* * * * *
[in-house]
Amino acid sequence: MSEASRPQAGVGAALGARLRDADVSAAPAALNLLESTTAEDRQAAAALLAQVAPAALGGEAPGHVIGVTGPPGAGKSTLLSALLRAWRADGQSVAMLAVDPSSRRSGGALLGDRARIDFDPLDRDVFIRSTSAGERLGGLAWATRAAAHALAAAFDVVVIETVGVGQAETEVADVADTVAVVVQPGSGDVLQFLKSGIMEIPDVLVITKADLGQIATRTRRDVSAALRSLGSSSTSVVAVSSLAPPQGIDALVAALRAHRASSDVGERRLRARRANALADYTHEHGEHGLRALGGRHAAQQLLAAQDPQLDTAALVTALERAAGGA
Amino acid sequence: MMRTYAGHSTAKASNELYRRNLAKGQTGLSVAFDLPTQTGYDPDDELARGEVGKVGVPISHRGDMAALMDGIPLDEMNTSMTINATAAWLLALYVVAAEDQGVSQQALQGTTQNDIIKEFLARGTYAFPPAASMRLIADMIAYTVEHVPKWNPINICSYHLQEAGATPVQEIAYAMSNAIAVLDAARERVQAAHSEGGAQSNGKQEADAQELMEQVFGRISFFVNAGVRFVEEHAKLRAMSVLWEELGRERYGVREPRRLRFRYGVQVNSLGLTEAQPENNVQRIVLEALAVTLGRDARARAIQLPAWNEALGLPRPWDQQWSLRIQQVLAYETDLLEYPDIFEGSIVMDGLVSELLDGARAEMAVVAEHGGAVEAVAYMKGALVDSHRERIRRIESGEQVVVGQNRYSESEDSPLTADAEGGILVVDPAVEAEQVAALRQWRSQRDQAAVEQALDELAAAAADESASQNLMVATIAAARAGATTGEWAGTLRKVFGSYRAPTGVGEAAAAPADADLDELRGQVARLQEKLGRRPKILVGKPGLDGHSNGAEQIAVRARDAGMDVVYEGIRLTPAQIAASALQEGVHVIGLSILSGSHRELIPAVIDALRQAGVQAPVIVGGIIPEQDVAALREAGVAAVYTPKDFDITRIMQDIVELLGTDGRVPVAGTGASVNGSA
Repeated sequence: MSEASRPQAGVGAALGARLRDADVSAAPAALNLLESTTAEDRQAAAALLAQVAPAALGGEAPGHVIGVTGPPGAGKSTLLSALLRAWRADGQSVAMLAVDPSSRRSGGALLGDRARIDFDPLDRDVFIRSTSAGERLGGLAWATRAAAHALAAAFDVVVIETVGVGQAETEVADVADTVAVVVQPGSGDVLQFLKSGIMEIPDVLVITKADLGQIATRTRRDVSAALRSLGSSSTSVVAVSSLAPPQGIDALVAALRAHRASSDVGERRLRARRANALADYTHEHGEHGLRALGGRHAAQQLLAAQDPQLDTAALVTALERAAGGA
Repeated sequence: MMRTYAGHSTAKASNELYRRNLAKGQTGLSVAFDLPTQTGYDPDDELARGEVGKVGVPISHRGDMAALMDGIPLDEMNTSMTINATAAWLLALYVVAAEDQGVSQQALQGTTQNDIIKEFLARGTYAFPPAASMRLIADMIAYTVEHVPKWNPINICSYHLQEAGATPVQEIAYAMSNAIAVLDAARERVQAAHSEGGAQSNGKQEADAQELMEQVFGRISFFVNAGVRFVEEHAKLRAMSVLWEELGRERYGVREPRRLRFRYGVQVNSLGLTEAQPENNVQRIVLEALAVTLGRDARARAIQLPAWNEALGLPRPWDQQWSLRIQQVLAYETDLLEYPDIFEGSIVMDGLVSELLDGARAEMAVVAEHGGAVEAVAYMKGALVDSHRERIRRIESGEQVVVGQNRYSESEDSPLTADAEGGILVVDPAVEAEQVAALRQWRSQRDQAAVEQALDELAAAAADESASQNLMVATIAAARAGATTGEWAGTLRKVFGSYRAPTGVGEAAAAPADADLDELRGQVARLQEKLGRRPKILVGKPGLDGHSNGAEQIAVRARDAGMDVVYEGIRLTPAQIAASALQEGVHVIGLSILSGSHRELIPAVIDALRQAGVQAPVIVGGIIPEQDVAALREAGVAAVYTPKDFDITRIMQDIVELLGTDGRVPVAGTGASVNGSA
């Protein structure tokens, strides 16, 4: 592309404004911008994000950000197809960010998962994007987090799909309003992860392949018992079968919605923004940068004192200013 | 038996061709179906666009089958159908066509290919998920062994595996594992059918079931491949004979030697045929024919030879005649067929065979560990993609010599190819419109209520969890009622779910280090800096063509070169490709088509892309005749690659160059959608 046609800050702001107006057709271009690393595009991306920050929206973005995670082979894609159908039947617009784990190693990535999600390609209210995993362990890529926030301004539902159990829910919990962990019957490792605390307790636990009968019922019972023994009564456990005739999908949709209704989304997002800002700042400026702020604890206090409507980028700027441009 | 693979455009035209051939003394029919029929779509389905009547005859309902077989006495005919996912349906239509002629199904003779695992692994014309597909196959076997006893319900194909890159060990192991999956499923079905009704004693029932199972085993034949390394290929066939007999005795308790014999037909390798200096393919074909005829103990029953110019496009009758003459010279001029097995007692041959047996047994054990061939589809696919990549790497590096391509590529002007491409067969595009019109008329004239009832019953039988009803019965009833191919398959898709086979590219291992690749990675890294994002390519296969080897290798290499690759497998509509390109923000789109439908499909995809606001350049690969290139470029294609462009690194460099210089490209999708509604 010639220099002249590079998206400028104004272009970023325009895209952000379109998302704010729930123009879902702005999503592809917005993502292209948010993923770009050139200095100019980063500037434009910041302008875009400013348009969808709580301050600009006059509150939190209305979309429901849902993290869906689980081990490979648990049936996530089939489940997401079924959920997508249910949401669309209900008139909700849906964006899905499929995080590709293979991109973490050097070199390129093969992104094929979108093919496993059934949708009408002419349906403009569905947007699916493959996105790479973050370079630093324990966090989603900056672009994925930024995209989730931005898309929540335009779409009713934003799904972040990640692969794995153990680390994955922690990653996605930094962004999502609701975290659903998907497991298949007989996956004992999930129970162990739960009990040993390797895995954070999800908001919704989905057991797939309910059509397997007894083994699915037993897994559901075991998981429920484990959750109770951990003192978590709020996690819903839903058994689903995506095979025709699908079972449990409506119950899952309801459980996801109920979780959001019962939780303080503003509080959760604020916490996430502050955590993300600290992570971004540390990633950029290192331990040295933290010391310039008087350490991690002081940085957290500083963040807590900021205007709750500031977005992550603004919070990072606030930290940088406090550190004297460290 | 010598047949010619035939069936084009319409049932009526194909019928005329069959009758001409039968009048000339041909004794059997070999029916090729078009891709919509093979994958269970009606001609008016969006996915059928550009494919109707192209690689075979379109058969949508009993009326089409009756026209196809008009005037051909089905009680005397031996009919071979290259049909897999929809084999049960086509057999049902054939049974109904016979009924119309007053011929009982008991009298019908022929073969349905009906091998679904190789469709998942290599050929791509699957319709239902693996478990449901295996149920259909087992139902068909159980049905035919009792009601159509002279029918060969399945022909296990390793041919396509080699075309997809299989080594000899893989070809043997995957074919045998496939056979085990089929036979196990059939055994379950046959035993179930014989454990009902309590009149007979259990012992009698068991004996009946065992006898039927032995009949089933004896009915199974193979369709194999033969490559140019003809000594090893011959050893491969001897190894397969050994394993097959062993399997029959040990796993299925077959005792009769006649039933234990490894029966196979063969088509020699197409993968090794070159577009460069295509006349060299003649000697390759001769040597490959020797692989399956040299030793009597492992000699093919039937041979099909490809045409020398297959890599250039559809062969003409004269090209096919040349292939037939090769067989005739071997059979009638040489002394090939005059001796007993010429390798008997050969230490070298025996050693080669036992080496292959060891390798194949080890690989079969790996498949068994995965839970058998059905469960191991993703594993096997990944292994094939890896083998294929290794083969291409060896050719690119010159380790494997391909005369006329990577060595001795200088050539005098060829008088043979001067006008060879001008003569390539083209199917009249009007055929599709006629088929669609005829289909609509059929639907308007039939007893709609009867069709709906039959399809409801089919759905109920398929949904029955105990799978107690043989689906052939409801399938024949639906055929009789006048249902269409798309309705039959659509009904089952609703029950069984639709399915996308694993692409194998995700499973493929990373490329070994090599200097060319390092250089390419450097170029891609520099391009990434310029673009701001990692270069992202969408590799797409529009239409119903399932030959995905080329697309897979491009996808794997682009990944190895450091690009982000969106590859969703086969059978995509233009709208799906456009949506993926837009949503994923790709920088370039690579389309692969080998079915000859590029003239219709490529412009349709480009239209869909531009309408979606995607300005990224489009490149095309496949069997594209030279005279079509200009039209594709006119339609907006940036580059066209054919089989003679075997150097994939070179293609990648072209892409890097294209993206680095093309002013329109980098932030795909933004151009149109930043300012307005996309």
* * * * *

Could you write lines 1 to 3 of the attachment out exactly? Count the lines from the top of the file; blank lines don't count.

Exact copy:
[in-house]
Amino acid sequence: MSEASRPQAGVGAALGARLRDADVSAAPAALNLLESTTAEDRQAAAALLAQVAPAALGGEAPGHVIGVTGPPGAGKSTLLSALLRAWRADGQSVAMLAVDPSSRRSGGALLGDRARIDFDPLDRDVFIRSTSAGERLGGLAWATRAAAHALAAAFDVVVIETVGVGQAETEVADVADTVAVVVQPGSGDVLQFLKSGIMEIPDVLVITKADLGQIATRTRRDVSAALRSLGSSSTSVVAVSSLAPPQGIDALVAALRAHRASSDVGERRLRARRANALADYTHEHGEHGLRALGGRHAAQQLLAAQDPQLDTAALVTALERAAGGA
Amino acid sequence: MMRTYAGHSTAKASNELYRRNLAKGQTGLSVAFDLPTQTGYDPDDELARGEVGKVGVPISHRGDMAALMDGIPLDEMNTSMTINATAAWLLALYVVAAEDQGVSQQALQGTTQNDIIKEFLARGTYAFPPAASMRLIADMIAYTVEHVPKWNPINICSYHLQEAGATPVQEIAYAMSNAIAVLDAARERVQAAHSEGGAQSNGKQEADAQELMEQVFGRISFFVNAGVRFVEEHAKLRAMSVLWEELGRERYGVREPRRLRFRYGVQVNSLGLTEAQPENNVQRIVLEALAVTLGRDARARAIQLPAWNEALGLPRPWDQQWSLRIQQVLAYETDLLEYPDIFEGSIVMDGLVSELLDGARAEMAVVAEHGGAVEAVAYMKGALVDSHRERIRRIESGEQVVVGQNRYSESEDSPLTADAEGGILVVDPAVEAEQVAALRQWRSQRDQAAVEQALDELAAAAADESASQNLMVATIAAARAGATTGEWAGTLRKVFGSYRAPTGVGEAAAAPADADLDELRGQVARLQEKLGRRPKILVGKPGLDGHSNGAEQIAVRARDAGMDVVYEGIRLTPAQIAASALQEGVHVIGLSILSGSHRELIPAVIDALRQAGVQAPVIVGGIIPEQDVAALREAGVAAVYTPKDFDITRIMQDIVELLGTDGRVPVAGTGASVNGSA